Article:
For my first official 3 Of The Week as a part of the MEB staff, I really didn’t have any idea as to what theme I would stick with. Then, early last week, the theme came to me. On Sunday, March 20th, a shockwave erupted through my rural, very tightly knit community as we discovered the news that a young man had passed away cruelly at the ripe, young age of sixteen. Now I’m not going to go into detail in respect to his friends and family, but this young man was brutally and unfairly taken from this world at far too young of an age. The gravity of such a tragedy weighed down heavily on this small community, and people of all ages are still very shaken to this day. In an attempt to reach out and help those who could use a helping hand during such a difficult time (not just the people involved with the above tragedy, but to anyone going through this tragedy in general), I’ve dedicated this 3 Of The Week here on MEB to those who have lost a loved one at any age. With the following songs, I would like to take a walk down the long, somber road that is the grieving process.
1. “I Miss You” – Jamestown Story
First off is the initial realization that someone who was loved by many is gone, and that they won’t becoming back. I chose “I Miss You” by Jamestown Story because it depicts the initial moment of grief that is experienced when someone first finds out that they will never see that loved one ever again. Blame is dealt in every other direction and it is during this process that true anger burns within anyone involved with the deceased. The soft, sympathetic vocals and acoustic drive of the song allow for tears to pour and for the people who were left behind to get through the beginning of the grieving process that is acceptance.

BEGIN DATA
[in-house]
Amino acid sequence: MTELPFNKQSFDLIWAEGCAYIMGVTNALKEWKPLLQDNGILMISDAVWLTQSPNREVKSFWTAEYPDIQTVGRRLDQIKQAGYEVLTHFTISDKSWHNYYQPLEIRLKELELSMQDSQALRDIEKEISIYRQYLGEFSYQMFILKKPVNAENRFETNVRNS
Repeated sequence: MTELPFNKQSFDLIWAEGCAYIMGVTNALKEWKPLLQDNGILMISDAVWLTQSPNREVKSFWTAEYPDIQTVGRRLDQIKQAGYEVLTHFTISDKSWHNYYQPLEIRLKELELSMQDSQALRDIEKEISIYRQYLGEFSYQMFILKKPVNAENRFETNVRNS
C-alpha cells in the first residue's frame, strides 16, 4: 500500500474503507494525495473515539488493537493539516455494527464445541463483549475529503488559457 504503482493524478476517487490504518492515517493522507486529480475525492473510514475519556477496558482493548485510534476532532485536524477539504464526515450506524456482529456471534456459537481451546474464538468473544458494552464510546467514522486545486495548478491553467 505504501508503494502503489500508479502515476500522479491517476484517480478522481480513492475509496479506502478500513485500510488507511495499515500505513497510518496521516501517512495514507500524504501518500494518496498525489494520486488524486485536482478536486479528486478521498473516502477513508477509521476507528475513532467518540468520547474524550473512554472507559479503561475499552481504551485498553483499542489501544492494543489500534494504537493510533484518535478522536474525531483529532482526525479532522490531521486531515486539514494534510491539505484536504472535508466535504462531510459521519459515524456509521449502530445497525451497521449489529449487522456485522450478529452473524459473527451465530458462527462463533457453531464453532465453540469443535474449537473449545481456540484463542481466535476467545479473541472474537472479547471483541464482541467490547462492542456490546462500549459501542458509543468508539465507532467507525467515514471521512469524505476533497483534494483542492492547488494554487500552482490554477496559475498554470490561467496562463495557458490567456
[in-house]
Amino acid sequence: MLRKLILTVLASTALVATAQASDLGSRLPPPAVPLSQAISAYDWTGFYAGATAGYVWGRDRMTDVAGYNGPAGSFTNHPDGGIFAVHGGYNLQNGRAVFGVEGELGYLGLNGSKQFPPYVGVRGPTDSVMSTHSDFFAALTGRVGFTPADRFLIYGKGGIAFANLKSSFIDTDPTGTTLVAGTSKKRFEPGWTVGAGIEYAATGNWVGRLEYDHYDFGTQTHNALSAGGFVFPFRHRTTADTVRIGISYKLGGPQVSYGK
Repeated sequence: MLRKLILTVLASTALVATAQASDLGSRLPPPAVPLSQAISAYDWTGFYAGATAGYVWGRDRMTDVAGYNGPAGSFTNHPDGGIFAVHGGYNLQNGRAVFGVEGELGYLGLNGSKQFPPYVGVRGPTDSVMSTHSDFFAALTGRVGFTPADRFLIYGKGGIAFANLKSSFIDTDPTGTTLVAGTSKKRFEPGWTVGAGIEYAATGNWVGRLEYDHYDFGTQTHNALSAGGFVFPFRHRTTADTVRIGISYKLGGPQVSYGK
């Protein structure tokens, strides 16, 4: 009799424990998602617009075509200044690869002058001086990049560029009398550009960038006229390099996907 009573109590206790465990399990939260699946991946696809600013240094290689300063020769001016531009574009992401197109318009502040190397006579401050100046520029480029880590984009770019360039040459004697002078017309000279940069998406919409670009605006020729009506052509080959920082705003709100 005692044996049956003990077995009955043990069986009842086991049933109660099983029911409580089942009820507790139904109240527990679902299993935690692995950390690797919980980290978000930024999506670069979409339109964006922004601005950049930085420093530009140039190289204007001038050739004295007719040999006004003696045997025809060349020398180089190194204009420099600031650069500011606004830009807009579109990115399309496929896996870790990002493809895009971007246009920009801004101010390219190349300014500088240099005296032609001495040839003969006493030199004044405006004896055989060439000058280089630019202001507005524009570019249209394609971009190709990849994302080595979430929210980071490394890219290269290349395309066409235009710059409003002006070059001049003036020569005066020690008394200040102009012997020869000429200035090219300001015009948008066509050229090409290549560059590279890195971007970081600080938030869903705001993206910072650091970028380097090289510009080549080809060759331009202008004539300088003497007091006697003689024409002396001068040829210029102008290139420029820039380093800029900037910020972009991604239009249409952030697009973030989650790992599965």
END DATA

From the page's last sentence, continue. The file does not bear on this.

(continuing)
2. “View From Heaven” – Yellowcard
Secondly comes the process of rememberance. After the initial shock and the thoughts of “this can’t be real” and “I must be dreaming” are accepted as truth, loved ones should remember the good times they had with the deceased person rather than remain weighed down by the vast gravity that death brings upon innocent people. This process is conveyed perfectly in Yellowcard’s “View From Heaven.” Ryan Key’s signature vocals move along jubilantly as Key looks back at the great times he had with someone he has lost. As the positive energy of the song floats along, then moves into a true violin breakdown, Key breaks through the happy memories as he exclaims “You won’t be coming back/and I didn’t get to say goodbye/I really wish I got to say goodbye,” making it clear that reflecting on all of the happy times one has had with loved ones that have passed are always bittersweet.
3. “Echoes” – Set Your Goals
Lastly is the most important step of all: moving on. Getting life back to reality is incredibly difficult, and in some cases impossible for people who have lost someone close to them. As “Echoes” by Set Your Goals opens, the fast-paced drums lead the way, remaining stagnant as the backbone of the song as the uplifting lyrics constantly remind the listener that things will be better as long as they give it time. This song touches on the first two steps, grieving and acceptance, then stresses to obliterate the feelings of sadness from the inner sanctum of the brain, accentuated in the line “Don’t let this win over you!” The power and effectiveness of that one line along with the realistic line “And I will keep pieces of you alive in me/Your spirit carries on” cement the will to live on happily, but never to forget the positive impact this person has had on life. Death is a part of life. Without death, we would never be able to appreciate life.
In memory of Zachary D. Harp
July 14, 1994 – March 20, 2011